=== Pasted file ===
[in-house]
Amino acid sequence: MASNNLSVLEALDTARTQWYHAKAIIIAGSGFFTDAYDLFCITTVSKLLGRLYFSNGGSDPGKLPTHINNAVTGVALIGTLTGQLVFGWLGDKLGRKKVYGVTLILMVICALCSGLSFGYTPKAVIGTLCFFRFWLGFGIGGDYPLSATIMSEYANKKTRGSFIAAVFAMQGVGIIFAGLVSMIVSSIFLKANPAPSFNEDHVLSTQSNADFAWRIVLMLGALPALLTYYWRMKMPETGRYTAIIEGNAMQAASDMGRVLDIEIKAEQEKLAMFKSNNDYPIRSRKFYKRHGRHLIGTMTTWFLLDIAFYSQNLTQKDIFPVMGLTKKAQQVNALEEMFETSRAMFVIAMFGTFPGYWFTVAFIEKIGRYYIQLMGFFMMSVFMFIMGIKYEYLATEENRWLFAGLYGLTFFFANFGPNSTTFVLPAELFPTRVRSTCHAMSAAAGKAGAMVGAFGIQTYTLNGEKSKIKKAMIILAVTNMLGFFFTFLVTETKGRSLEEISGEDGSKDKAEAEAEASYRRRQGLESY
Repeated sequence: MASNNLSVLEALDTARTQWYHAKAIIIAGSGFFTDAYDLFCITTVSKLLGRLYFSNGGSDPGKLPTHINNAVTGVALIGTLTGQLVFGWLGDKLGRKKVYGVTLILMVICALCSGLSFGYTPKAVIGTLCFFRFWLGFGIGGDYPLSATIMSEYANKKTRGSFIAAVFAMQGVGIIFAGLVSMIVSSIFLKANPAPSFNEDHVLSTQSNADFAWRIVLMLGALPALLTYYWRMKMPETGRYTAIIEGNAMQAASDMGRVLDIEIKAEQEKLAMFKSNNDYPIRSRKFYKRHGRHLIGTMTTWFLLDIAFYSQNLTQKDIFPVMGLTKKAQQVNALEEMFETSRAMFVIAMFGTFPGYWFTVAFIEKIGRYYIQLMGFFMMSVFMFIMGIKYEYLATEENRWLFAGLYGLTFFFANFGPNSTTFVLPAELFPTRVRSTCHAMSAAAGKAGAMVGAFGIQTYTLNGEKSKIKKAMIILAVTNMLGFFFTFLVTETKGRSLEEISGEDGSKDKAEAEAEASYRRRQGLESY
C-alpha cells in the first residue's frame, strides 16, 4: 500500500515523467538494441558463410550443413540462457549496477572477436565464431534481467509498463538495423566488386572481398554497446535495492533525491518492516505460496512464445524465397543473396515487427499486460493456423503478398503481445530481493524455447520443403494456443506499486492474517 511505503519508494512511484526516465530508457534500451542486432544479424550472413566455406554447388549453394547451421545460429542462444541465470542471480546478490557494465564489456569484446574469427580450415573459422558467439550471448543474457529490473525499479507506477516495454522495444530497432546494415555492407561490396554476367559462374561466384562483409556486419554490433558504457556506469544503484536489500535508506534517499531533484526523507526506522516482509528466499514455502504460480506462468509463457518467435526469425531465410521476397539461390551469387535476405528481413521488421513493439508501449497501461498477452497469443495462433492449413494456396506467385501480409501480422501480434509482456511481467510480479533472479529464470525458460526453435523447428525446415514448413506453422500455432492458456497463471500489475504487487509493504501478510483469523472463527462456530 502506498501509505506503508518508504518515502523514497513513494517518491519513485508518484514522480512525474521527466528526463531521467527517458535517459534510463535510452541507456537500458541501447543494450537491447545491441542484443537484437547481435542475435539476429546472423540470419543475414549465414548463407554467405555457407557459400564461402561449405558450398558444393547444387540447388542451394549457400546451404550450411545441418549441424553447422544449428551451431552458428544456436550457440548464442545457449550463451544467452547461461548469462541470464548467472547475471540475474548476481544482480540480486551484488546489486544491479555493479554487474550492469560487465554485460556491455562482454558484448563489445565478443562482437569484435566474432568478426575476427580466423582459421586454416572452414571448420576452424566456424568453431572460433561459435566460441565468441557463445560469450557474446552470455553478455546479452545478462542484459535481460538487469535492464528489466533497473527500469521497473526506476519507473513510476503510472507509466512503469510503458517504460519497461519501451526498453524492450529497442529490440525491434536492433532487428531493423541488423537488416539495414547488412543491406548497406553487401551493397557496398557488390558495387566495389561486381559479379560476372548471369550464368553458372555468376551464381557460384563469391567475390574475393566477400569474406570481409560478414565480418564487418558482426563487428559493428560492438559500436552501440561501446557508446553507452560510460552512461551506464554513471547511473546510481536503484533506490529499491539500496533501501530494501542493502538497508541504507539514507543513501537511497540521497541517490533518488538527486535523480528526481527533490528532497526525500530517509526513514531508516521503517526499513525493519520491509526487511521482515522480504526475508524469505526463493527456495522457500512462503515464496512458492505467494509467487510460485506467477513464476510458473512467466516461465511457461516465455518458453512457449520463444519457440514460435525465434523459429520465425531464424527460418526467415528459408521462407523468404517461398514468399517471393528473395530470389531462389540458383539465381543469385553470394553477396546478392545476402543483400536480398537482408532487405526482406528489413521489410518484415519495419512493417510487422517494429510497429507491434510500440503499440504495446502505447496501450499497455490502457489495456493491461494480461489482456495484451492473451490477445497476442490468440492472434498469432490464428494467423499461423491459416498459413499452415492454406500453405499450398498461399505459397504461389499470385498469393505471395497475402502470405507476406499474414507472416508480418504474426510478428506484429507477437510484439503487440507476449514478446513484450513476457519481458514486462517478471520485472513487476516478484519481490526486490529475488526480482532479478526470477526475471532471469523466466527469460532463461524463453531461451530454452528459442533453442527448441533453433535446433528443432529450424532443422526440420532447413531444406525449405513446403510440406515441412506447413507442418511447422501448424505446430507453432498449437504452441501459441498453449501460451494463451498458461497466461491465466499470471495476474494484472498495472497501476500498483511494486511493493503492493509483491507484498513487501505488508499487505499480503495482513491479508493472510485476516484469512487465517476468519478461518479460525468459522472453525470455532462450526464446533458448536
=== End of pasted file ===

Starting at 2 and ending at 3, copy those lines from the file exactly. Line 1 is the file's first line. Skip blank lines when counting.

Amino acid sequence: MASNNLSVLEALDTARTQWYHAKAIIIAGSGFFTDAYDLFCITTVSKLLGRLYFSNGGSDPGKLPTHINNAVTGVALIGTLTGQLVFGWLGDKLGRKKVYGVTLILMVICALCSGLSFGYTPKAVIGTLCFFRFWLGFGIGGDYPLSATIMSEYANKKTRGSFIAAVFAMQGVGIIFAGLVSMIVSSIFLKANPAPSFNEDHVLSTQSNADFAWRIVLMLGALPALLTYYWRMKMPETGRYTAIIEGNAMQAASDMGRVLDIEIKAEQEKLAMFKSNNDYPIRSRKFYKRHGRHLIGTMTTWFLLDIAFYSQNLTQKDIFPVMGLTKKAQQVNALEEMFETSRAMFVIAMFGTFPGYWFTVAFIEKIGRYYIQLMGFFMMSVFMFIMGIKYEYLATEENRWLFAGLYGLTFFFANFGPNSTTFVLPAELFPTRVRSTCHAMSAAAGKAGAMVGAFGIQTYTLNGEKSKIKKAMIILAVTNMLGFFFTFLVTETKGRSLEEISGEDGSKDKAEAEAEASYRRRQGLESY
Repeated sequence: MASNNLSVLEALDTARTQWYHAKAIIIAGSGFFTDAYDLFCITTVSKLLGRLYFSNGGSDPGKLPTHINNAVTGVALIGTLTGQLVFGWLGDKLGRKKVYGVTLILMVICALCSGLSFGYTPKAVIGTLCFFRFWLGFGIGGDYPLSATIMSEYANKKTRGSFIAAVFAMQGVGIIFAGLVSMIVSSIFLKANPAPSFNEDHVLSTQSNADFAWRIVLMLGALPALLTYYWRMKMPETGRYTAIIEGNAMQAASDMGRVLDIEIKAEQEKLAMFKSNNDYPIRSRKFYKRHGRHLIGTMTTWFLLDIAFYSQNLTQKDIFPVMGLTKKAQQVNALEEMFETSRAMFVIAMFGTFPGYWFTVAFIEKIGRYYIQLMGFFMMSVFMFIMGIKYEYLATEENRWLFAGLYGLTFFFANFGPNSTTFVLPAELFPTRVRSTCHAMSAAAGKAGAMVGAFGIQTYTLNGEKSKIKKAMIILAVTNMLGFFFTFLVTETKGRSLEEISGEDGSKDKAEAEAEASYRRRQGLESY